The Adolescent Connectedness and Empowerment lab aims to identify, develop, and evaluate effective strategies to foster healthy developmental outcomes during adolescence and the transition to adulthood, particularly among marginalized populations. We are broadly interested in positive youth development approaches, with an emphasis on interventions that leverage the power of mentoring relationships and networks of support. We recently were awarded 3 years of funding from the William T Grant Foundation to conduct an evaluation of an intervention designed to teach first-generation college students to cultivate mentoring relationships and social capital during the transition to college. More generally, we are interested in school and community-based programming and social emotional learning. For example, in collaboration with the Center for Restorative Justice at Suffolk, we are investigating restorative justice practices among system-involved youth and families as well as in school settings. Additional research topics include youth activism, school-based mental health services, and out-of-school learning.
To learn more about Dr. Sarah Schwartz and her work, please visit her faculty page.
I am a first year graduate student in the Clinical Psychology doctoral program at Suffolk University. Born and raised in Austin, Texas, I moved westward for college, graduating from Stanford University in 2016 with a B.A. in Human Biology, and a concentration on The Scientific and Social Aspects of Mental Illness. My research interests center on adolescence and ways in which we can support healthy developmental trajectories and positive mental health in today’s youth. Specifically, I am interested in how school- and community-based interventions and prevention programs, including youth mentoring, can affect socio-emotional development, the development of psychopathology, mental health stigma, and help-seeking behaviors in adolescence.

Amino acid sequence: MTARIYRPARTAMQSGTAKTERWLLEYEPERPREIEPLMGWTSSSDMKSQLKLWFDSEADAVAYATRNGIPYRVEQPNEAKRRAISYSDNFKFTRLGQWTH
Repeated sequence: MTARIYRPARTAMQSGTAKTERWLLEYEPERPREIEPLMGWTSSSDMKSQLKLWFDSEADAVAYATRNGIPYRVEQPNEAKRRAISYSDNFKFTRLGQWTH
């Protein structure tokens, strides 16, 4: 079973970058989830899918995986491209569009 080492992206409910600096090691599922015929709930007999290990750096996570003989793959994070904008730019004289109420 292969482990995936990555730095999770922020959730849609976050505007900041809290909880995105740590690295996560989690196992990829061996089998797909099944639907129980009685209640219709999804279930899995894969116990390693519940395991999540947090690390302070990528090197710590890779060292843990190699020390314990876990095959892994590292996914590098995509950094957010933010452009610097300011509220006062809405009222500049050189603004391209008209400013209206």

Research Interests: Adolescent socio-emotional development; developmental psychopathology; school- and community-based interventions; mental health stigma in adolescence; youth mentoring
On this page you will find a list of selected publications. Please feel free to contact Sarah Schwartz for copies of articles and materials.
Schwartz, S., Kanchewa, S., Rhodes, J., Gowdy, G., Stark, A., Horn, J. P., Parnes, M., Spencer, R. (in press). "I'm having a little struggle with this, can you help me out?": Examining impacts and processes of a social capital intervention for first-generation college students. American Journal of Community Psychology.
Schwartz, S., Rhodes, J. (2016). From treatment to empowerment: New approaches to youth mentoring. American Journal of Community Psychology, 58, 150-157.
Schwartz, S., Kanchewa, S., Rhodes, J., Cutler, E., Cunningham, J. L. (2016). “I didn’t know you could just ask:” Empowering underrepresented college-bound students to recruit academic and career mentors. Children and Youth Services Review, 64, 51-59.
Suyemoto, K. L., Day, S., Schwartz, S. (2015). Exploring effects of social justice youth programming on racial and ethnic identities and activism for Asian American youth. Asian American Journal of Psychology, 6(2), 125.